Every Morning Is Like Giving Birth All Over Again

Fewer things in life are more than difficult than giving birth.  Anyone who has done this at least once understands this.  However, the difficulties don’t stop there and they range in levels of degree.  Recently one of the more difficult moments have been in getting my 18 year old son up for work in the morning.  The process takes at least an hour beginning with me entering his room and announcing the time like a modern day version cuckoo clock with a Siri interface.  Silence usually follows my first announcement which now prompts me to start clapping my hands – again images of a cuckoo jutting out from the clock as an Austrian couple whirls around another part of the clock slamming cymbols together come to my head.  I am now being growled at “I’M UP!”  So I retreat back to my desk where I have been working already for about an hour or two.

10 Minutes later – I am forced to go back in as he has managed to hit the “snooze” on this modern day cuckoo.  This cycle repeats itself a few more times before Mother Nature forces him out of bed to take a morning leak.

Once up he continues to dawdle about either in the shower, more time in the bathroom, his room. I always attributed the fact that he was born in the midwest to his Kansas City Joe pace in doing things, since a New Yorker like me has by nature a much quicker pace.  When I went into labor with Nick it took two days for him to finally come out.  Initially my blood pressure had risen and the doctor was afraid of toxemia – thankfully I hadn’t yet seen the E.R. episode of the woman who was pre-eclampsic like I was, and who did do into toxemia. The doctor induced labor upon learning how high my blood pressure had soared and my body had swelled and threw me into the hospital immediately.

The first day was miserably long. I was on pitocin all day and had to get up every so often to walk the hallways as my labor slowly but surely progress.  I was taking forever to fully dilate.  The nurses kept remarking “this baby is done – just too comfortable to wake up and come outside!” Sounds familiar.  The second day, the doctor decided to break my water. I suppose it could be equated to ripping the sheets off the bed; I usually get some sort of response from that, as did the doctors that morning.  Once my water was broken it only took a few more hours of true active labor and a few pushes to get him out.  It’s similar to the last moments around the house before he is out the door. There is usually some commotion as he looks for his shoes, keys, wallet etc…panic sets in sometimes as he races around trying to locate whatever is missing this time.  Then the final push — out the door he goes slamming the door behind him — followed by a moment of silence. I remember waiting to hear that magical sound, the first time I heard him cry.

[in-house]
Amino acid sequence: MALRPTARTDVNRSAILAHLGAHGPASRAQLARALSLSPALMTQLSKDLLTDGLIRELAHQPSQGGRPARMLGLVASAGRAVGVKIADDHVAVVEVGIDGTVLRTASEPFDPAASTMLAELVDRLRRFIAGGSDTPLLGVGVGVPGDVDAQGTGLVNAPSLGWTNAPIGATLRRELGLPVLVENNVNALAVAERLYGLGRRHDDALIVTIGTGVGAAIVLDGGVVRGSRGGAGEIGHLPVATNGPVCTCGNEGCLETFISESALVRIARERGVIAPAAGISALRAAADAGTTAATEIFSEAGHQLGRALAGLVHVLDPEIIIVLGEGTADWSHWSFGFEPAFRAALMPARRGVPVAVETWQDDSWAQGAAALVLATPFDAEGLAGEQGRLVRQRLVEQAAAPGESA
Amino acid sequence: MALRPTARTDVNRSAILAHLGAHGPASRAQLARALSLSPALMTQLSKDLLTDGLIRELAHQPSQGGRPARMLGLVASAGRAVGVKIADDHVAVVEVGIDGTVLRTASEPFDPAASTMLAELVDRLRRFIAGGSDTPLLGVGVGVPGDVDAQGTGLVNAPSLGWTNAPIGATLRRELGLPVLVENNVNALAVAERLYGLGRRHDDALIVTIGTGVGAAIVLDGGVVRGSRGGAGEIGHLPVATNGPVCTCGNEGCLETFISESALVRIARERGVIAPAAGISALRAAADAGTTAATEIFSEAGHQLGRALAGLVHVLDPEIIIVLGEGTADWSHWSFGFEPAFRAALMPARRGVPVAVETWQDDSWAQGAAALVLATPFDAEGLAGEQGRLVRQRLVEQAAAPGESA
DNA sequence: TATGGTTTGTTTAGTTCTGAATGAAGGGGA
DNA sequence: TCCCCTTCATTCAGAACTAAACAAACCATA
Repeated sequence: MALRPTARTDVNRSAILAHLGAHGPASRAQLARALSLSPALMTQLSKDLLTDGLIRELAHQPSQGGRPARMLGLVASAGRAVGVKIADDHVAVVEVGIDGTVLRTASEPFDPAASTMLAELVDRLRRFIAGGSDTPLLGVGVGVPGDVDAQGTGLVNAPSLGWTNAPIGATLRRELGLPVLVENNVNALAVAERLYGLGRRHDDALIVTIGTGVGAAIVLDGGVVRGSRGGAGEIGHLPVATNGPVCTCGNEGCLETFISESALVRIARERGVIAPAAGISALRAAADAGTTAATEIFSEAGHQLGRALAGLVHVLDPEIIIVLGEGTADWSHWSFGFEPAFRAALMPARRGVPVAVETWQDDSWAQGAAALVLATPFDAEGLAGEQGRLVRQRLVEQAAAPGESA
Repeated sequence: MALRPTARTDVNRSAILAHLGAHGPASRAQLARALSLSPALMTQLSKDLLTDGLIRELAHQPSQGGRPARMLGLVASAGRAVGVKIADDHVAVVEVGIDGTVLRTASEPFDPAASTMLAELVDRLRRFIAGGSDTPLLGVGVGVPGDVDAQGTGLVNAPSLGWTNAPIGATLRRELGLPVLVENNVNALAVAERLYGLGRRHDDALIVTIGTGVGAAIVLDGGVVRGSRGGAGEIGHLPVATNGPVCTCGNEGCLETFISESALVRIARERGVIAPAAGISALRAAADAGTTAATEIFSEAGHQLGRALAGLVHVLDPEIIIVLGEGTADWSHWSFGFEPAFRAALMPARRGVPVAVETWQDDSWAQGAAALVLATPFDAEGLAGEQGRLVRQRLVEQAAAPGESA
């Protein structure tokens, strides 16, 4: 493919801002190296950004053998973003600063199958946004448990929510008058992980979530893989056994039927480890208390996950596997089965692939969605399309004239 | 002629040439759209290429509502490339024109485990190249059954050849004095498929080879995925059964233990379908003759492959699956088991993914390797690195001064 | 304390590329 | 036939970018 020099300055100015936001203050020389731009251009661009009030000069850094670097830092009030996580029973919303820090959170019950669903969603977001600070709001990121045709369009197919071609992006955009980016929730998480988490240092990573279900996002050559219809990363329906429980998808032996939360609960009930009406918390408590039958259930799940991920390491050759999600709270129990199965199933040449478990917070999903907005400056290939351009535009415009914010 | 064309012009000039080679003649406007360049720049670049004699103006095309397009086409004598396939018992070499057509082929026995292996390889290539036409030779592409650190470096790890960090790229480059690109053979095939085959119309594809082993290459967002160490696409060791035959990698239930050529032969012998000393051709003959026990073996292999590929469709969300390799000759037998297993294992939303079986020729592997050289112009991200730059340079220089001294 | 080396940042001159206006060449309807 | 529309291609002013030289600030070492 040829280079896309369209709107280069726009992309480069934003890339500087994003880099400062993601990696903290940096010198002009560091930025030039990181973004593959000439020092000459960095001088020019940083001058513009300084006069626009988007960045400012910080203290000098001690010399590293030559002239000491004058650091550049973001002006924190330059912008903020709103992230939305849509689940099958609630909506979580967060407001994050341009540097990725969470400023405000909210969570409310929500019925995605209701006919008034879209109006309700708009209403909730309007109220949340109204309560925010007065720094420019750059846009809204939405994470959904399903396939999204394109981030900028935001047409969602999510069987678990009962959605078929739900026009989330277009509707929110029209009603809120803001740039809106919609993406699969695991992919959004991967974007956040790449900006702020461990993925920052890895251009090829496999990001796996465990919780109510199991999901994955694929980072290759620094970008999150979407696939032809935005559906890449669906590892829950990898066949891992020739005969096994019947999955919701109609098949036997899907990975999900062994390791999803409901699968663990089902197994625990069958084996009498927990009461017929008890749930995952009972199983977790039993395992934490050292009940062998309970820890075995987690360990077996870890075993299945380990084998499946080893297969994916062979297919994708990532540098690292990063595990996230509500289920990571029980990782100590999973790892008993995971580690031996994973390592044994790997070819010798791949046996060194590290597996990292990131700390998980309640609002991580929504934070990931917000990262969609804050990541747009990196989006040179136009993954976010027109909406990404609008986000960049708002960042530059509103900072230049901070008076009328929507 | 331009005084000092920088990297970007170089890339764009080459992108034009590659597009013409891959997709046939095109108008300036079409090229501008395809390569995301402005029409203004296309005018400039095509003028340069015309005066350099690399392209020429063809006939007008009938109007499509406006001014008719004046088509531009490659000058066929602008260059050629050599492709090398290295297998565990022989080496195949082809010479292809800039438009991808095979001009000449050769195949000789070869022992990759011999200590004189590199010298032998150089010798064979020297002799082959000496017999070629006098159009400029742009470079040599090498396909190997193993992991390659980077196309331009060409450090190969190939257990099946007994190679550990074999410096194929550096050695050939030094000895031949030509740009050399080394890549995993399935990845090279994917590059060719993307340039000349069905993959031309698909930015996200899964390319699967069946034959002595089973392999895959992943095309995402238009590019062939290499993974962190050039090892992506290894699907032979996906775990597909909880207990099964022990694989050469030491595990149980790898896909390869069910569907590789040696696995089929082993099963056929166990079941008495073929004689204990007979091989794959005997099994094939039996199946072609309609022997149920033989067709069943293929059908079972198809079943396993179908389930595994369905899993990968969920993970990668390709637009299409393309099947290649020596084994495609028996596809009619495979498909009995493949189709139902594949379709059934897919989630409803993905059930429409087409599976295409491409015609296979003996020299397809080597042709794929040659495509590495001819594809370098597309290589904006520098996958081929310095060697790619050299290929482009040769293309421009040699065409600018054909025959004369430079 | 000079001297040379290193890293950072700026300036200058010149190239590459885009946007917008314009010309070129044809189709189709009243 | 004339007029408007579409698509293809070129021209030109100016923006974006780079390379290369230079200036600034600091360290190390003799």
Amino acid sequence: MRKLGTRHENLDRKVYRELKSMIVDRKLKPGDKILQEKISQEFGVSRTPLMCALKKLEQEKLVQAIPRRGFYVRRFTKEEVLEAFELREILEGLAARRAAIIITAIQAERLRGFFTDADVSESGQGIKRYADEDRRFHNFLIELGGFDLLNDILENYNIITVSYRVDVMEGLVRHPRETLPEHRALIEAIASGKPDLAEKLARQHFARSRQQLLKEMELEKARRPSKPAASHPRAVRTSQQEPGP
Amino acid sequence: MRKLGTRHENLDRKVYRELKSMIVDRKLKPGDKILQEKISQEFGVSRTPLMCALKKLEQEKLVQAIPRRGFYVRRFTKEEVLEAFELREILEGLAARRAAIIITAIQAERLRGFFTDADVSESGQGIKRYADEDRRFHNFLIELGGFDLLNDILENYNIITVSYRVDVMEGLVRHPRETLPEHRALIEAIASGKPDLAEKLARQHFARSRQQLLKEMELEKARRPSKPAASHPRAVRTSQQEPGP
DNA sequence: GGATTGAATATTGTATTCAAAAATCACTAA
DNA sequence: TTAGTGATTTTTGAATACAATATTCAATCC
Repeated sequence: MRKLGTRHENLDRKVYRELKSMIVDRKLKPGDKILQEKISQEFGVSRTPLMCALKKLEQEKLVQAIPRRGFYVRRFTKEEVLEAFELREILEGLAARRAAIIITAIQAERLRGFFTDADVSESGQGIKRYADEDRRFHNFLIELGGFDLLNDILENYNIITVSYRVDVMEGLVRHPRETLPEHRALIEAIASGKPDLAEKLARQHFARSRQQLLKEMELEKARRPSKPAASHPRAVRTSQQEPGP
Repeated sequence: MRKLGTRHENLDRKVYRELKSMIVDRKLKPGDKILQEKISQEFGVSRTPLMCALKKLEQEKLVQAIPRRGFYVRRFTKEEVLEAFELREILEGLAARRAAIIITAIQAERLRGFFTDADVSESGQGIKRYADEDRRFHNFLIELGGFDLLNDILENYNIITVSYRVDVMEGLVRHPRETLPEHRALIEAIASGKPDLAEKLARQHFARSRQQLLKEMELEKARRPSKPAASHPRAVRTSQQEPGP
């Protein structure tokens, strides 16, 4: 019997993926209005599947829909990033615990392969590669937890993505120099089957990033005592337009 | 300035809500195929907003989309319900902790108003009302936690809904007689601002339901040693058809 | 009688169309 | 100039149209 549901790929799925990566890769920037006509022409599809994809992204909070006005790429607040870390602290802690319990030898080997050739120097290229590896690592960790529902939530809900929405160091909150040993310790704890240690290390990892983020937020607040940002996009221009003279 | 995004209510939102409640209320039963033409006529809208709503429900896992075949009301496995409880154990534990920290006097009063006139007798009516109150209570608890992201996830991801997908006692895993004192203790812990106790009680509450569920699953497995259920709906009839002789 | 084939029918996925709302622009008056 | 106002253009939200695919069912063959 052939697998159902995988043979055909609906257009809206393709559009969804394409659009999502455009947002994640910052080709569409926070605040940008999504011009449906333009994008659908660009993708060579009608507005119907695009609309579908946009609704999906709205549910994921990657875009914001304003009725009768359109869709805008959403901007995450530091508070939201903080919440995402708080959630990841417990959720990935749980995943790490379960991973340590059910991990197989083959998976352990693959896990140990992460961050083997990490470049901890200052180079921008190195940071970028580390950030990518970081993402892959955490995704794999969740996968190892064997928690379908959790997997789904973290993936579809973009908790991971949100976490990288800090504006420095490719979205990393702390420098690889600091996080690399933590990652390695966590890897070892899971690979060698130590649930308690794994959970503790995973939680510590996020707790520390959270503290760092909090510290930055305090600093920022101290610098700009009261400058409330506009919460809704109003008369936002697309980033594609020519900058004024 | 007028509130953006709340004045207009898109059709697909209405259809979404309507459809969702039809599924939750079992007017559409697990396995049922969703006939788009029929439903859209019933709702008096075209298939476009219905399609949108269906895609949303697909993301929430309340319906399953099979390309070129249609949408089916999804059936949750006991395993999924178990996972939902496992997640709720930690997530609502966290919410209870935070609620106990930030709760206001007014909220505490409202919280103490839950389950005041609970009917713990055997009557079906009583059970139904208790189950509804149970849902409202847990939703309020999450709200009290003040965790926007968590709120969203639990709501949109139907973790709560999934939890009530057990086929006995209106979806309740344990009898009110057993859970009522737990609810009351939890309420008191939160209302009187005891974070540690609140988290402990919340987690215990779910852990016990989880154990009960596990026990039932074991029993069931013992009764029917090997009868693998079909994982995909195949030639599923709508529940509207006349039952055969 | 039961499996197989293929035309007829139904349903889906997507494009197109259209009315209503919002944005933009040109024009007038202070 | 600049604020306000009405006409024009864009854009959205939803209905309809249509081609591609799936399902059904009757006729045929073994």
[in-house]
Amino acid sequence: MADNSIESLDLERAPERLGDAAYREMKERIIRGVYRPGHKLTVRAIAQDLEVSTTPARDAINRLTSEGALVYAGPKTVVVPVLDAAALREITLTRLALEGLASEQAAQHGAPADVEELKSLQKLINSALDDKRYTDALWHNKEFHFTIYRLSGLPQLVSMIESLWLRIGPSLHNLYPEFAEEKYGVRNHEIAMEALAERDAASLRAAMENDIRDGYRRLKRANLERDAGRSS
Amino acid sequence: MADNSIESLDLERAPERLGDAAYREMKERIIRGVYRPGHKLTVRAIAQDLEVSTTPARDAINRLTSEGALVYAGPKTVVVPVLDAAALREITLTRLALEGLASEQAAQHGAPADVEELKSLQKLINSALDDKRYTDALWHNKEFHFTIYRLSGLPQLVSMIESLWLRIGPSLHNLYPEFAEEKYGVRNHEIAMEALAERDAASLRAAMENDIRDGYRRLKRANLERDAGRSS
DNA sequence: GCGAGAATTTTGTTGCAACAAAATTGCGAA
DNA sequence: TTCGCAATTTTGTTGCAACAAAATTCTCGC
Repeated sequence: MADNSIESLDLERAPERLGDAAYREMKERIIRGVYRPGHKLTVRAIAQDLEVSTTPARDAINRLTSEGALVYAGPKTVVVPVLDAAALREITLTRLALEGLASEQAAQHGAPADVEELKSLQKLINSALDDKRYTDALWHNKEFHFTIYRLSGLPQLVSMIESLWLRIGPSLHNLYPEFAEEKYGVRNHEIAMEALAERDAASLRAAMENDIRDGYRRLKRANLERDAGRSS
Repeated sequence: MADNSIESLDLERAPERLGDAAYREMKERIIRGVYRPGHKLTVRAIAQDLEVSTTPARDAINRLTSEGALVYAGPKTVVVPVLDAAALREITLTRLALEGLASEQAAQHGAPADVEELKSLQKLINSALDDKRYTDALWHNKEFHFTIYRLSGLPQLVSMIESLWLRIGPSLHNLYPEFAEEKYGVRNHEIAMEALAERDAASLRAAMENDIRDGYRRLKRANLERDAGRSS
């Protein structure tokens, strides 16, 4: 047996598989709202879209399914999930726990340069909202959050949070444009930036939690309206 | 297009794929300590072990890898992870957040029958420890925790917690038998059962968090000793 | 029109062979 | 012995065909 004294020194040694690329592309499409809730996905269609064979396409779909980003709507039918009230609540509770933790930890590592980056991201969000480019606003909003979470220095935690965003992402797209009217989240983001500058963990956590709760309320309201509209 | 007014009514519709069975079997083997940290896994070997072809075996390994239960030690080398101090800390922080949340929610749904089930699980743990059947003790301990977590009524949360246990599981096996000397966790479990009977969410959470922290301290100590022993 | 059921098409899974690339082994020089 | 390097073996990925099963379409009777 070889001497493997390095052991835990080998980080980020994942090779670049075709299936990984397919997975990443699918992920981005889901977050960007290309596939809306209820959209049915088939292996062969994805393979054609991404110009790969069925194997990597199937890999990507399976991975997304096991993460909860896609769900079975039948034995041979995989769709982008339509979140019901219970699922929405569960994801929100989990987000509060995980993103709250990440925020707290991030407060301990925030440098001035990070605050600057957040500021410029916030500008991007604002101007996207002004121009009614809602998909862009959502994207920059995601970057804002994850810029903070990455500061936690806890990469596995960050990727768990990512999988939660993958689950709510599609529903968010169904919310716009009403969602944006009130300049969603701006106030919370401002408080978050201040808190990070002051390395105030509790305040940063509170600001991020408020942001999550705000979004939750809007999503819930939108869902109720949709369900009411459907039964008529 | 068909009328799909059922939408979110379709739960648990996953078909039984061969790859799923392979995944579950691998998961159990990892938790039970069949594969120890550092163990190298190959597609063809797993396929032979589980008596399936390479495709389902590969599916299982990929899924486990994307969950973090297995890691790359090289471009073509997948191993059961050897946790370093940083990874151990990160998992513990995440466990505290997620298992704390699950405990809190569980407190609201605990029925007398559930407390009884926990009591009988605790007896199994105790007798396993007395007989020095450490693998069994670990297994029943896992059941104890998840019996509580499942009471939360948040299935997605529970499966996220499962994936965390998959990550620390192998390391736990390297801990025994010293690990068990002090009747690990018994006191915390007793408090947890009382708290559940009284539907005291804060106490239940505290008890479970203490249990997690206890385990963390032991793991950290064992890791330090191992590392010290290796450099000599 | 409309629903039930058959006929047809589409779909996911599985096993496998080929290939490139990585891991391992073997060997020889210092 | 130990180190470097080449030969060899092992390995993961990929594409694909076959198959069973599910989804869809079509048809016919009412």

Now, after that moment of silence I wait to hear a different sound; the sound of his car engine pulling out of the driveway.

“A little consideration, a little thought for others, makes all the difference.” Winnie the Pooh

Peace – Xine S.

The more things change, the more they stay the same

It’s been almost 18 years since I was single and a part of the dating scene. But having dipped my toe back into the sea recently, I am reminded the more things change, the more they stay the same.
When I was younger I didn’t date a whole lot per se. I had a lot of friends who were guys and in college for the most part was “one of the guys” as most of my friends I hung out with were guys. My more intimate experience with men ranges from 4 serious relationships (one of which was a 13 yr marriage with 2 children) mixed in with 5 shorter flings, so to speak. Not a whole lot for a 44 yr old. Since my divorce, without dating I’ve somehow managed to have sex at once a year, except this year I doubled that. Sadly a much better average than during the last 8 years of my marriage. Thank god for friends with benefits – a relationship which for me definitely has its place. Meeting new people is more of a challenge and takes a lot more energy.
What’s changed – Today people have their choice of online dating, 10-minute dating etc…all very different than the methods of the 80’s and 90’s. What’s the same is how people act when they first meet and get to know each other initially which at times can be pretty stupid. What’s changed is the amount of baggage you bring to a relationship at 44 vs. 18-25. What’s the same is the exhilarating feeling it is to have someone show an interest in you despite the baggage.
I struggle with the idea of wanting to find a more permanent companion and rationalize reasons to not look right now. I think about my teenage children who within the next 5 years will be off to college and then I will be completely alone. With that thought in mind, I take the time out to appreciate the moments I have with my kids and try to be more receptive to idea of meeting someone new. After all who wouldn’t want to find someone to be able to share their heart, their love, and their world. I have to remind myself to simply put one foot in front of the other as I re-enter the mystical sea which is said to have plenty of fish in.
I remember the first time I saw the ocean, the waters were so rough and went as far as the eye could see. Growing up amongst the giant skyscapers of NYC with weekends in the country surrounded by NE’s canopy of trees, the sight of the endless horizon view the sea offered was amazing to me. I thought it was magical. The thought of going in frightening. Now as I stare out at the open waters once again before me, the same scared feelings arise from within. But I’m going to try to take a deep breath and try to take one cautious step at a time.